Pursuant to Tennessee Code Annotated § 41-2-111, facilities shall maintain written policies and procedures governing disciplinary actions, administrative actions, and criminal offenses. Each County is required to have a disciplinary review board. Rules of the Tennessee Corrections Institute, Rule 1400-1-.08 (4).
Facilities shall maintain policies and procedures to insure that written or electronic facility rules along with the corresponding range of sanctions for rule violations and disciplinary procedures to be followed shall be provided to each inmate during the booking process prior to being placed into general population. A record shall be maintained of this transaction. Socially, mentally, or physically impaired inmates shall be assisted by facility employees in understanding the rules. The rules and regulations shall be available for viewing during confinement and shall be translated into those languages spoken by a significant number of inmates. Rules of the Tennessee Corrections Institute, Rule 1400-1-.08 (2).
Disciplinary reports shall be prepared by facility employees and must include, but are not limited to, the following information:
(a) Names of persons involved;
(b) Description of the incident;
(c) Specific rule(s) violated;
(d) Employee or inmate witnesses;
(e) Any immediate action taken, including use of force; and,
(f) Reporting staff member’s signature, date and time report is made.
The written policy must provide prisoners with a hearing prior to segregation, except in cases where the security of the facility is threatened as determined by the jail administrator or his or her designee. Rules of the Tennessee Corrections Institute, Rule 1400-1-.08 (6).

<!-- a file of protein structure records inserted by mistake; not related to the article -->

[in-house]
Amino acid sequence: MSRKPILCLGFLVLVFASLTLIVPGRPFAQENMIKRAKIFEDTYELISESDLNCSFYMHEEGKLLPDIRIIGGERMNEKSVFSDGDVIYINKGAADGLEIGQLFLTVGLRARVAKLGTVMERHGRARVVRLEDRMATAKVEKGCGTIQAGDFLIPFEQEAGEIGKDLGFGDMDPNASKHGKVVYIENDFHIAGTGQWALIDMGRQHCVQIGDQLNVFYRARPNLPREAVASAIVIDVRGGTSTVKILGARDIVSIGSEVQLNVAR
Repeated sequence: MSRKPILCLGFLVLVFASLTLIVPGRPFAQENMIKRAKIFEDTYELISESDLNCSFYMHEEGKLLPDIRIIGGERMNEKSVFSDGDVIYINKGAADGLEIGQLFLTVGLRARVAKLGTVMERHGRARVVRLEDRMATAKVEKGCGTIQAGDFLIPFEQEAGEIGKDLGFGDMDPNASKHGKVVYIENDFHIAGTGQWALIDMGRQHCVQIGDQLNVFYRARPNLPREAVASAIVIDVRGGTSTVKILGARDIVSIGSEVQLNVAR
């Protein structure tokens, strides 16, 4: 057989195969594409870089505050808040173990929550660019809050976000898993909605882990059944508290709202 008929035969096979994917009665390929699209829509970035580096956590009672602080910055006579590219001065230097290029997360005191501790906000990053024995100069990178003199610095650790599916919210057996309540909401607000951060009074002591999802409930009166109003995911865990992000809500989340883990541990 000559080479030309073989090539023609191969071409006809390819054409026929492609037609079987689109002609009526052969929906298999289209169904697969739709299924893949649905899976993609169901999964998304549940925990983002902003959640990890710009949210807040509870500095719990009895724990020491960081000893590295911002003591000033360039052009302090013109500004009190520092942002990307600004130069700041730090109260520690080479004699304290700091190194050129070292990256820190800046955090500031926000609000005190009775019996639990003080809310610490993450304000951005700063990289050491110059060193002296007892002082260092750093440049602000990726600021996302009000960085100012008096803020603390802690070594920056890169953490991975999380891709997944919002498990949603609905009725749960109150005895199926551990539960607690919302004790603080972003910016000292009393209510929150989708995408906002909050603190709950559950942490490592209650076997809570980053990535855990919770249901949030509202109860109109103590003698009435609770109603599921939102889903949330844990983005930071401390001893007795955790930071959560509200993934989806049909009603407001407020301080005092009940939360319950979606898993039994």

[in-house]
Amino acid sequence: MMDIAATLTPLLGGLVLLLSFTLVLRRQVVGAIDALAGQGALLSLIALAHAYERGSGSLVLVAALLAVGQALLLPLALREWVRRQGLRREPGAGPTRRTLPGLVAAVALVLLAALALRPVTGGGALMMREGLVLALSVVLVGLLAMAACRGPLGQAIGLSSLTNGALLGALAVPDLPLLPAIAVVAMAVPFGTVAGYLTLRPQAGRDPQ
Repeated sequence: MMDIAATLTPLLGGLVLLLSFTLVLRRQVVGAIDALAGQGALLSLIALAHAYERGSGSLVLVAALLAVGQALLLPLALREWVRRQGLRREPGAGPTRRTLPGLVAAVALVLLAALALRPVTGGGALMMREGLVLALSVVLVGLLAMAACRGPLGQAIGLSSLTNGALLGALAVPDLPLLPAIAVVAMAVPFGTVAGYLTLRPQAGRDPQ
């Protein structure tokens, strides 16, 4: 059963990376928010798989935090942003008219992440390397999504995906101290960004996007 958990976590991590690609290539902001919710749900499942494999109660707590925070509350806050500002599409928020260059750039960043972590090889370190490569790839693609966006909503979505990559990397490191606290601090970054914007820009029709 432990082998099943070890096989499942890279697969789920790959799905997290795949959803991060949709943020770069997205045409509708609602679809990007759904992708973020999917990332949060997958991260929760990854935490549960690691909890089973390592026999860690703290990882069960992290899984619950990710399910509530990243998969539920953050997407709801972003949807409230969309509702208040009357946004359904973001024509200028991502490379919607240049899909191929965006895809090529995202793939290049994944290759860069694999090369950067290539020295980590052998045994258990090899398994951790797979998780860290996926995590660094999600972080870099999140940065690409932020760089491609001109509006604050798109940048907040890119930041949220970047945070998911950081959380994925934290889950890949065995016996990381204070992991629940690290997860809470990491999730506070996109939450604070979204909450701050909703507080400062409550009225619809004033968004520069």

Facilities shall maintain written policies and procedures to provide for disciplinary hearings, which shall be presided over by a disciplinary board or impartial disciplinary officer, to be held in cases of alleged violations of inmate conduct rules. Hearings shall include the following administrative due process guarantees:
(a) Inmates shall receive written notice of charges and time of hearing;
(b) The inmate shall be allowed time, not less than twenty-four (24) hours, to prepare for appearance before an impartial officer or board;
(c) The inmate shall have the right to call and cross examine witnesses and present evidence in his own defense, when permitting him to do so will not be unduly hazardous to institutional safety or correctional goals;
(d) An inmate may be excluded during testimony. An inmate’s absence or exclusion shall be documented;
(e) The reasons for any limitations placed on testimony or witnesses shall be stated in writing by the hearing officer;
(f) There must be a written statement by the fact finders to include, at a minimum, evidence relied on and the reasons for the disciplinary action; and,
(g) Appeals process is available.
For segregated prisoners, a disciplinary hearing must be held within 72 hours of placement in segregation, excluding holidays, weekends and emergencies, and for other prisoners a disciplinary hearing must be held within seven days of the write-up. Rules of the Tennessee Corrections Institute, Rule 1400-1-.08 (7).